We analyze three-dimensional finite difference solutions for a simple shear-crack model of faulting to determine the effects of fault length and width on the earthquake slip function. The fault model is dynamic, with only rupture velocity, fault dimensions, and dynamic stress-drop prescribed. The numerical solutions are accurate for frequencies up to 5 Hz, and are combined with asymptotic results for shear cracks in order to characterize the slip function at higher frequencies.

Near the hypocenter, the slip velocity exhibits a square-root singularity whose intensity increases with hypocentral distance. At distances greater than the fault width, w, growth of the velocity intensity ceases, and the slip function becomes nearly invariant with distance along the fault length. Closed-form expressions are developed for the dependence of static slip (s), slip rise time (TR), and slip velocity intensity (V) on fault geometry. Along the center line of a long, narrow fault, at hypocentral distances exceeding w, these expressions reduce to swΔτ/μ, TR ≈ 0.5 w/vR, and V ≈ √w/2 vR Δτ/μ, where Δτ is the dynamic stress drop, μ the shear modulus, and vR the rupture velocity.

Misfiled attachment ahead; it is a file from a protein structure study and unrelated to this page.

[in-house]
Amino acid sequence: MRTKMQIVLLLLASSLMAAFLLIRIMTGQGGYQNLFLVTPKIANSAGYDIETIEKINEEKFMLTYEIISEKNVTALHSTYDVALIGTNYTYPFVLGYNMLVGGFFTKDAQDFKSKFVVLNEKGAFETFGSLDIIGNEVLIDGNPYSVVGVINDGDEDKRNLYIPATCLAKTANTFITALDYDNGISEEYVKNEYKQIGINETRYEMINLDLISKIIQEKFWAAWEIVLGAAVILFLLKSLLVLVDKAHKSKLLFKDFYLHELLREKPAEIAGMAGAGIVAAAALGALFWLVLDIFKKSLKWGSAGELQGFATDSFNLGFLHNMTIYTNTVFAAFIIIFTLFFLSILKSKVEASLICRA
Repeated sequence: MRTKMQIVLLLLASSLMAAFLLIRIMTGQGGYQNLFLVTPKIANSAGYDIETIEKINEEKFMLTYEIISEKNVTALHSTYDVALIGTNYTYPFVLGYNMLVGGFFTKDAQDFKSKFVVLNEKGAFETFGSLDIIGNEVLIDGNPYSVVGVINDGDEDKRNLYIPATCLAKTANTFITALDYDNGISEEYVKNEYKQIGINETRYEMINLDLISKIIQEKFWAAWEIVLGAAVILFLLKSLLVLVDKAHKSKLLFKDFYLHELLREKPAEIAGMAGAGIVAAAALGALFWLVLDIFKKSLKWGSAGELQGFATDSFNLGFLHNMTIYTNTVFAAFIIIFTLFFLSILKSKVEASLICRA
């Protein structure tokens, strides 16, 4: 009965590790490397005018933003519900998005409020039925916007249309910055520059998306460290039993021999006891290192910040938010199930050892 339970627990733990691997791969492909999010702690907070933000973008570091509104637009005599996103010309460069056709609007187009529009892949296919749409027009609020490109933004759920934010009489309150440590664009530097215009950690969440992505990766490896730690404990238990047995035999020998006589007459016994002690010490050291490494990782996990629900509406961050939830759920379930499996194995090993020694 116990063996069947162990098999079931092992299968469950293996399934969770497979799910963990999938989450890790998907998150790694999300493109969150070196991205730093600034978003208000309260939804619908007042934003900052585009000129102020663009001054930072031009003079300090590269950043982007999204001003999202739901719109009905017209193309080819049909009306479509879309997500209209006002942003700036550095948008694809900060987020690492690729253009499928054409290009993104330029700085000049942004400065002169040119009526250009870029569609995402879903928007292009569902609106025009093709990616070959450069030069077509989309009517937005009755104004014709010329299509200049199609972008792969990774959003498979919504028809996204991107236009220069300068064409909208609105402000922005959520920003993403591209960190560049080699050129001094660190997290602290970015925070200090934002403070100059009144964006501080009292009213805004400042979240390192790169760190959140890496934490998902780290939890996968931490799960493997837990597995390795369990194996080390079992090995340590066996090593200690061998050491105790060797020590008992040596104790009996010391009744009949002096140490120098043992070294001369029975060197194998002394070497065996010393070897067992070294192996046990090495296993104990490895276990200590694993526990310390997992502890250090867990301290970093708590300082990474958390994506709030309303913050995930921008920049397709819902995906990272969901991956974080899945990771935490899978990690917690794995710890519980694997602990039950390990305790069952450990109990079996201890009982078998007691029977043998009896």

The numerical results imply that uniform-dislocation kinematic earthquake models in which slip is represented by a ramp time function will underpredict high-frequency ground motion relative to low-frequency ground motion. A further implication of the numerical solutions is that the nature of inelastic processes at the advancing edge of a long fault will depend on fault width, but will be independent of rupture length.

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